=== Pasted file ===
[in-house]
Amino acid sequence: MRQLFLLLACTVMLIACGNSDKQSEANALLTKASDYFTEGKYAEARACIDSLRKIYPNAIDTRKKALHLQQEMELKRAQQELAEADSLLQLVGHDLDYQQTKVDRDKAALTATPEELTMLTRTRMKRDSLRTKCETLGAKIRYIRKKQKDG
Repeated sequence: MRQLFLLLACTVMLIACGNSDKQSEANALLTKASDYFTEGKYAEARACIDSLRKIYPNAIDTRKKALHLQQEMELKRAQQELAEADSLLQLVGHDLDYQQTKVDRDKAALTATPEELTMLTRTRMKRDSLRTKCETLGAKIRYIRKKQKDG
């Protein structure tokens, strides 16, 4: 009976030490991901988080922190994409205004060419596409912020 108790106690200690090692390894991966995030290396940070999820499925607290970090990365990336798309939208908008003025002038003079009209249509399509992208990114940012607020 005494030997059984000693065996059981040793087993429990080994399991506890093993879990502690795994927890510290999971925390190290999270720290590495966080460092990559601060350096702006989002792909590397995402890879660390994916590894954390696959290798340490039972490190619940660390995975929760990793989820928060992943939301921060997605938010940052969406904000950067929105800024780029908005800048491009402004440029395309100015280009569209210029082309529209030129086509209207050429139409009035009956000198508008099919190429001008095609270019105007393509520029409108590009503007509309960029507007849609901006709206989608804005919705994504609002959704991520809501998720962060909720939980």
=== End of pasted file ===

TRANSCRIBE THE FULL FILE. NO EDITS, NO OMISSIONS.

[in-house]
Amino acid sequence: MRQLFLLLACTVMLIACGNSDKQSEANALLTKASDYFTEGKYAEARACIDSLRKIYPNAIDTRKKALHLQQEMELKRAQQELAEADSLLQLVGHDLDYQQTKVDRDKAALTATPEELTMLTRTRMKRDSLRTKCETLGAKIRYIRKKQKDG
Repeated sequence: MRQLFLLLACTVMLIACGNSDKQSEANALLTKASDYFTEGKYAEARACIDSLRKIYPNAIDTRKKALHLQQEMELKRAQQELAEADSLLQLVGHDLDYQQTKVDRDKAALTATPEELTMLTRTRMKRDSLRTKCETLGAKIRYIRKKQKDG
């Protein structure tokens, strides 16, 4: 009976030490991901988080922190994409205004060419596409912020 108790106690200690090692390894991966995030290396940070999820499925607290970090990365990336798309939208908008003025002038003079009209249509399509992208990114940012607020 005494030997059984000693065996059981040793087993429990080994399991506890093993879990502690795994927890510290999971925390190290999270720290590495966080460092990559601060350096702006989002792909590397995402890879660390994916590894954390696959290798340490039972490190619940660390995975929760990793989820928060992943939301921060997605938010940052969406904000950067929105800024780029908005800048491009402004440029395309100015280009569209210029082309529209030129086509209207050429139409009035009956000198508008099919190429001008095609270019105007393509520029409108590009503007509309960029507007849609901006709206989608804005919705994504609002959704991520809501998720962060909720939980």